3.) Now, thread some string or small chain around/through the holes in the Weight Trough, and tie to the other end of the string. (The length of the string will depend on how high your working platform will be). Keep reading to the end to find this out. (PICTURE HEAVY!!)

Step 5: Assembly of Slide Rails

And now, for the slide rails. This is pretty self explanatory from the photos, so have a quick look at them. It'll serve the purpose of locking onto the edge of the table and allow the Rope tower to slide forward keeping that much needed tension on the strings.

1.) Grab your 3D Printed rail ends, and Pressure fit them into Aluminum Angle. (A clamp or a few gentle taps with a hammer were enough to lock these innto place for me).

2.) Grab your pulley, and screw into place using 1x 30mm M6 Bolt and secure with an M6 Nut.

That's it! Now we can set all this up and start making some rope :-)

Step 6: Set Up Your Rig!

You'll need to add some weight to your "Weight Trough". Coins, Nuts & Bolts are all good for this, and the more you use, the better really.

Place the Slide mechanism at one end of the table.

Place the Main Mechanism at the other end and using the space provided at the bottom of the "Main Mech", Clamp down to your table.

Grab a drill with a 10mm Socket and test your Mech works nicely.

We can now thread our boring thin String through the eye bolts. You can have either 1,2,3,4,5etc strings on each eye bolt on the Mech, and they all go back to the "Rope Tower Eye Hook"...

Make sure your Trough is weighted and is keeping the Tower at the back of the slide rail before twisting any rope.

Place the Rope Seperator infront of the Rope Tower.

Connect your drill and start spinning "some soon to be" Rope. After you've spun your rope and it's under quite a bit of tension, you can pull your "Rope Slide" towards the Main Mech, and watch as your string turns into some hefty rope! It's as simple as that. Have Fun!!

Rope & String Speed Challenge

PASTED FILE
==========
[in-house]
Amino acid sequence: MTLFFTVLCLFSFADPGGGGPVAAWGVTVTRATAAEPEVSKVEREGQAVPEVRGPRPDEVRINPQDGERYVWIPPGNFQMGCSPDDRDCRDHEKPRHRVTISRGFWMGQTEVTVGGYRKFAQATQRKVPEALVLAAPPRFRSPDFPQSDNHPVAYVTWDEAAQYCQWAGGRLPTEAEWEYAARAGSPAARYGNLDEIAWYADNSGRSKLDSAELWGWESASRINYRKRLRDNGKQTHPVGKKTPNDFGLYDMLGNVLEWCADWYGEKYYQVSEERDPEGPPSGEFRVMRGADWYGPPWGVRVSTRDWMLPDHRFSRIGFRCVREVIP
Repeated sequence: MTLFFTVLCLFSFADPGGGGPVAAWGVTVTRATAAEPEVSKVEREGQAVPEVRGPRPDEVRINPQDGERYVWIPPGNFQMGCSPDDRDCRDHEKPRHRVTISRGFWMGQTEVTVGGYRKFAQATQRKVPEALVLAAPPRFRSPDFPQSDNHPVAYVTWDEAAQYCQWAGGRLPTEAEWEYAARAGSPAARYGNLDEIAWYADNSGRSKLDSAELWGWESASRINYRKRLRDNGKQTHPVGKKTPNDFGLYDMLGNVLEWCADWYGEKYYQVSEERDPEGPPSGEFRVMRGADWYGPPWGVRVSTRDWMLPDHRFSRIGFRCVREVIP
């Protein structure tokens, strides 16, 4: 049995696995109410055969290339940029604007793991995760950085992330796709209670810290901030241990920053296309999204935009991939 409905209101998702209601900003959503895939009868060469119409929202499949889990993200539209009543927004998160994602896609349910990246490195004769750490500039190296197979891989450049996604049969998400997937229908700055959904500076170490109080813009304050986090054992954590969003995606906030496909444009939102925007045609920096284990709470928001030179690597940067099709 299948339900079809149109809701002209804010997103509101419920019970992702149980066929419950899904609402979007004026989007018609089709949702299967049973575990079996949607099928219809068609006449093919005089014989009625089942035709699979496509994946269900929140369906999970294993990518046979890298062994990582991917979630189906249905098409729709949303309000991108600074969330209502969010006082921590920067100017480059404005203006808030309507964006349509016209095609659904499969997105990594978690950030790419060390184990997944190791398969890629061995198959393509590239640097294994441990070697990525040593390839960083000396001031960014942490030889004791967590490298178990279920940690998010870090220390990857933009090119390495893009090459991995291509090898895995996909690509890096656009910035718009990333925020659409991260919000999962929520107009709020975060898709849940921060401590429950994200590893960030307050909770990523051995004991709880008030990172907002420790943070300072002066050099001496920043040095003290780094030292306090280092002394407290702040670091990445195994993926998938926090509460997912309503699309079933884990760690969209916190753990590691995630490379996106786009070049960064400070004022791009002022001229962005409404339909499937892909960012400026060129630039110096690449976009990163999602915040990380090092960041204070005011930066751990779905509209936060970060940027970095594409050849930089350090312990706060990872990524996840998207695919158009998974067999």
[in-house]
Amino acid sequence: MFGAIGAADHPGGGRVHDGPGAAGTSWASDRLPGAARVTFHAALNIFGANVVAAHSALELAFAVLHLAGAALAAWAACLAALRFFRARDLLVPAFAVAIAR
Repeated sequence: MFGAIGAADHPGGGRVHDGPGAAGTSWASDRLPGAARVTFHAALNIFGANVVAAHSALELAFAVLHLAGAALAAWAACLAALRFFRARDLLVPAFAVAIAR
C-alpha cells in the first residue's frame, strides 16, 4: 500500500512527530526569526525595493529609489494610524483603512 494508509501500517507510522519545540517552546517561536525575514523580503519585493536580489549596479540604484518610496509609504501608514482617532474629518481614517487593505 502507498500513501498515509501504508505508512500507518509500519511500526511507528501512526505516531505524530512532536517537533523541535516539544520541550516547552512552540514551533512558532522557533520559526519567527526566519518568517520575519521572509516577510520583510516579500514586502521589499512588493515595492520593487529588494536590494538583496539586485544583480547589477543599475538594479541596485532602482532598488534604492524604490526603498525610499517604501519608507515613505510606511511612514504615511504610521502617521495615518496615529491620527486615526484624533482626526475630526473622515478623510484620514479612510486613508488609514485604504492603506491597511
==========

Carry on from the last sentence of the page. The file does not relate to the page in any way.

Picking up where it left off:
First Prize in the
Rope & String Speed Challenge

1 Person Made This Project!

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29 Comments

0
Lorddrake
Lorddrake

3 months ago

it looks like you managed to make a length of rope about 2-3 feet long using your machine on that table. If you wanted to make a longer rope using this device in the same amount of space is that possible, or would your ends of the machine simply need to be farther apart?

0
markk9119
markk9119

1 year ago

I thought your design was very elegant and looks amazing. Obvious clear headed planning, patience, and care went into the details to make sure everything would work as intended, without surprises, but you didn't go crazy and Dremmel polish the gears for example! Anyway, appreciate the artistic and engineering touches (for me the two are very related).

It looks like you used some polymer core material in the white support structure, like airplane panels of laminated hexcel, or are the geometric lines just printing artifact? This is a nice visual element regardless, suggesting strength. The gears look a little unreliable though, only because of the plastic -- it looks like the printing temperature was a little high for the gears, they look like the plastic was pushed too far into the liquid regime and settled into their final form with a bit too much freedom. The Pirate's treasure counterweight looks right though... it is the same material in both, right?